Byline: Eileen Francis, SPECIAL TO THE WASHINGTON TIMES
For a city with its finger on the pulse of the nation, it's surprising that few Washington area residents are aware of the virtual "Jurassic Park" in their own back yard. But a trip to the Calvert Marine Museum in Solomons in Calvert County, Md., brings that reality to life, figuratively speaking.
At the museum, the remains of marine creatures that dominated the Chesapeake Bay region more than 10 million years ago are on display. Fossils of prehistoric whales, dolphins, sharks, stingrays and sea birds the size of small airplanes offer a glimpse into a time when southern Maryland was covered with a shallow sea that extended all the way to the District.
As one in a series of exhibits that offer a time line of life in the Patuxent River region, the paleontology exhibit, called "Treasures From the Cliffs," explores the oldest and least-known era. Museum patrons can sort through drawers lined with collections of bones from extinct marine animals, such as species of crocodiles, sea cows and leatherback turtles in addition to clams, oysters, scallops and snail shells. Most of the fossils were found on local beaches after eroding from the massive cliffs that line the Bay in Calvert.
"From time to time, we do find fossil remains of animals such as elephants, camels and rhinos, but these are very rare and they are all extinct forms," curator of paleontology Stephen Godfrey says.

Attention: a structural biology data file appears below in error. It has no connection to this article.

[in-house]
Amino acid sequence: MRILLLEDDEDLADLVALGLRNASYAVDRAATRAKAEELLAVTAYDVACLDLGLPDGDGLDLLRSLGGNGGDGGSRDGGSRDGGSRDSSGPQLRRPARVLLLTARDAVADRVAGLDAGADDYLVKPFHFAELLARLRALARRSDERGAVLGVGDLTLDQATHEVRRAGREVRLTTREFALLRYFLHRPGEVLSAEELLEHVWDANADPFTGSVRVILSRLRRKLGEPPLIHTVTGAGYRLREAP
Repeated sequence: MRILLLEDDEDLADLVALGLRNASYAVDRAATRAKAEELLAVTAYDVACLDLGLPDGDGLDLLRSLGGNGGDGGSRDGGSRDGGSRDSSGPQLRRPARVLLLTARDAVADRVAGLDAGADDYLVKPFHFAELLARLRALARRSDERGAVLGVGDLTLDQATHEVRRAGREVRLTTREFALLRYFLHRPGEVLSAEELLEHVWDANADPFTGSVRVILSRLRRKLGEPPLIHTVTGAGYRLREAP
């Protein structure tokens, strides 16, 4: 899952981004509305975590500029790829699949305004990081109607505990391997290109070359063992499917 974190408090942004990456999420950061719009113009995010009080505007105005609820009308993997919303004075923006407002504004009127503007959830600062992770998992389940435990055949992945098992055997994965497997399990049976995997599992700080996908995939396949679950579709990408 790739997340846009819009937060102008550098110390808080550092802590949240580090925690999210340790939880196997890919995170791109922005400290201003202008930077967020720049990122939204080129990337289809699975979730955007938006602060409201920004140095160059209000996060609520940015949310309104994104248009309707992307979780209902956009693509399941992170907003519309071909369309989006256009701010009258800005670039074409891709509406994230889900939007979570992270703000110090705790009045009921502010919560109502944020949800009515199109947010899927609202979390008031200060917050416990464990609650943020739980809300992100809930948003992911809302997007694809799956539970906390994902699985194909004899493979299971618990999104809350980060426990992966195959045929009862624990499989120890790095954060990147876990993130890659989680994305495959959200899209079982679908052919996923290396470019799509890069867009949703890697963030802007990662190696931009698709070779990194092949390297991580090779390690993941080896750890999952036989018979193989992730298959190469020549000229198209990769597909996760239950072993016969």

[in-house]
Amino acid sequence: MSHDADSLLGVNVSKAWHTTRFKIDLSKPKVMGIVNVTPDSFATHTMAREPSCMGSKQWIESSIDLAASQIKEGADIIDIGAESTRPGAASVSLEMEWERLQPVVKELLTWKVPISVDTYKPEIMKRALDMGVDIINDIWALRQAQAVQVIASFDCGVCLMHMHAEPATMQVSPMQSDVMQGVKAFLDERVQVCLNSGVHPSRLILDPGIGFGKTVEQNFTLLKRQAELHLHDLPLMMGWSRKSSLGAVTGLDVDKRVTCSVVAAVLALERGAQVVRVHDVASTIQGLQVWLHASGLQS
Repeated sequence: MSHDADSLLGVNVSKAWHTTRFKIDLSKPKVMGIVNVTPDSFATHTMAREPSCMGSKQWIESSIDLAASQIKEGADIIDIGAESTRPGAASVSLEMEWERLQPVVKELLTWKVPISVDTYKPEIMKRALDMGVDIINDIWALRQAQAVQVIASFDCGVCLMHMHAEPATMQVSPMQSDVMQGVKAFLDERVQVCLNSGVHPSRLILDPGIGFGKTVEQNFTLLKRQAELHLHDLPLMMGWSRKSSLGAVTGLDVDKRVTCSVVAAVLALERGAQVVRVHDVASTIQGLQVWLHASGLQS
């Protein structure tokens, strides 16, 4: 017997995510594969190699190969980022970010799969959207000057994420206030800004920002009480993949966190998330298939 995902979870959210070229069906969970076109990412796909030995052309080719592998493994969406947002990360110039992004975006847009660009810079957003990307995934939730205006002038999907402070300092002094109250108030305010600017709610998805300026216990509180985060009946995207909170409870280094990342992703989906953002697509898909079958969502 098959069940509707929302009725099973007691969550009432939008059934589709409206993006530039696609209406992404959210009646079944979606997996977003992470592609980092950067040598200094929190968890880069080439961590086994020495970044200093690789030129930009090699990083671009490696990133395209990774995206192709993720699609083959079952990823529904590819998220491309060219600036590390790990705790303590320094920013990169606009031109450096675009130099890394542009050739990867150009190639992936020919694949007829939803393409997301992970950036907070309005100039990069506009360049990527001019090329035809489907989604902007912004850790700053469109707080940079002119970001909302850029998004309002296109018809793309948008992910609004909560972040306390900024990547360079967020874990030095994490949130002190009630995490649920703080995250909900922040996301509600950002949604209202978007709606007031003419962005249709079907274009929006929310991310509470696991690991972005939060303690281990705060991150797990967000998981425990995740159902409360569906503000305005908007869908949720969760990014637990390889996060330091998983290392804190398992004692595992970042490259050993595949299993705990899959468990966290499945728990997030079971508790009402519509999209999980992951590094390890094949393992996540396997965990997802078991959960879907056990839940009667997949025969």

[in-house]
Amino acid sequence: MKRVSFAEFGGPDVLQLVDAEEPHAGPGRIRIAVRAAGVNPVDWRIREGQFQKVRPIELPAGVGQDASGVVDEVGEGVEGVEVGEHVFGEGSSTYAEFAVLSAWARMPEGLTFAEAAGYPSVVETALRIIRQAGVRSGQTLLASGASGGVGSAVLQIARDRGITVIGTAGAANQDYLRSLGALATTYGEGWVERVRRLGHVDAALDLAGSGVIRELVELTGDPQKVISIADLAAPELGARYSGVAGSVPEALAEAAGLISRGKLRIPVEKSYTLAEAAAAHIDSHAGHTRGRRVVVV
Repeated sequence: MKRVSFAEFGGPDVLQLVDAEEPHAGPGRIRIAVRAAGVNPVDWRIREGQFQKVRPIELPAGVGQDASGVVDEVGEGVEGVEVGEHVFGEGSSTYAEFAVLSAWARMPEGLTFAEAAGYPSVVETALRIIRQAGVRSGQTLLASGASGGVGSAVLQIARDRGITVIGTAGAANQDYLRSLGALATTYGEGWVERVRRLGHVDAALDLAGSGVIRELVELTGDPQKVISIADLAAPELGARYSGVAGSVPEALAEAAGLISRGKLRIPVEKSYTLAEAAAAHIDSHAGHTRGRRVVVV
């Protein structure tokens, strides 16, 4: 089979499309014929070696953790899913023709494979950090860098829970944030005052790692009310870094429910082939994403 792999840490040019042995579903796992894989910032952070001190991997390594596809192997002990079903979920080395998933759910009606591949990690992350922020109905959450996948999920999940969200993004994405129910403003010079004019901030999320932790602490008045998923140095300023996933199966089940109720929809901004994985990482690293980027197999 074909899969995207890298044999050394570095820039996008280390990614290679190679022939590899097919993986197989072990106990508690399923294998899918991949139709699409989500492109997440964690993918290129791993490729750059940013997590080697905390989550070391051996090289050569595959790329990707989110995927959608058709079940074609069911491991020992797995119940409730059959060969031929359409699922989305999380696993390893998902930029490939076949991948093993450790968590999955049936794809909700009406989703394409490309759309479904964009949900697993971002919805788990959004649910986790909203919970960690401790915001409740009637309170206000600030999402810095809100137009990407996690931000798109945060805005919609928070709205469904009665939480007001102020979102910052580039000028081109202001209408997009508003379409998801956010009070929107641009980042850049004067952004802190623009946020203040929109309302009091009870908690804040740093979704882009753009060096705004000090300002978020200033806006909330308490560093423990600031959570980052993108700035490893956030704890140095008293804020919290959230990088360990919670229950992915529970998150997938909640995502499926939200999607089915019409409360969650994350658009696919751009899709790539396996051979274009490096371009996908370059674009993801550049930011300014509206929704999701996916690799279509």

Mr. Godfrey has been leading scientific excavations of Calvert Cliffs for five years. He says the stretch of cliffs that runs through the county holds some of the best records of marine life from the Miocene Epoch - between 10 million and 20 million years ago.
Indeed, scientists have been studying specimens from the region for centuries, and the cliffs have contributed to collections at the Smithsonian Institution. Many fossils on display at the Calvert Marine Museum were donated by county residents, who discovered the specimens on local beaches. A sign above each display credits these contributors.
On an exam table in a lab, a recently discovered fossil lies as a massive white mound under plastic. Its size is daunting to a group of visiting children. They press their small faces and hands anxiously against a window that separates the room from the exhibit. They ogle at the specimen on the table as if at any second it could rise with the force of the Frankenstein monster and break through the plastic.
A room away, visitors look up into the gaping mouth of the extinct giant white shark. The replica of the 50-foot creature plunges from the ceiling, suspended in attack position by thin black cables. In the museum's Discovery Room, children sift through a sandbox containing real fossilized shark teeth, which they are allowed to take home.
Many patrons visit the museum after a sun-soaked day collecting shark teeth on one of the public beaches within a short drive of the museum. Shark teeth are the most commonly found remains.
Camryn Menke, 7, and her grandmother, Nancy Feuerle of Calvert, have just spent a day collecting shark teeth. The duo found about 20 teeth.
"I love the museum," Mrs. Feuerle says. "I live on the Bay and every time I come here I learn something I didn't know before."
For those visitors interested in searching for shark's teeth or other …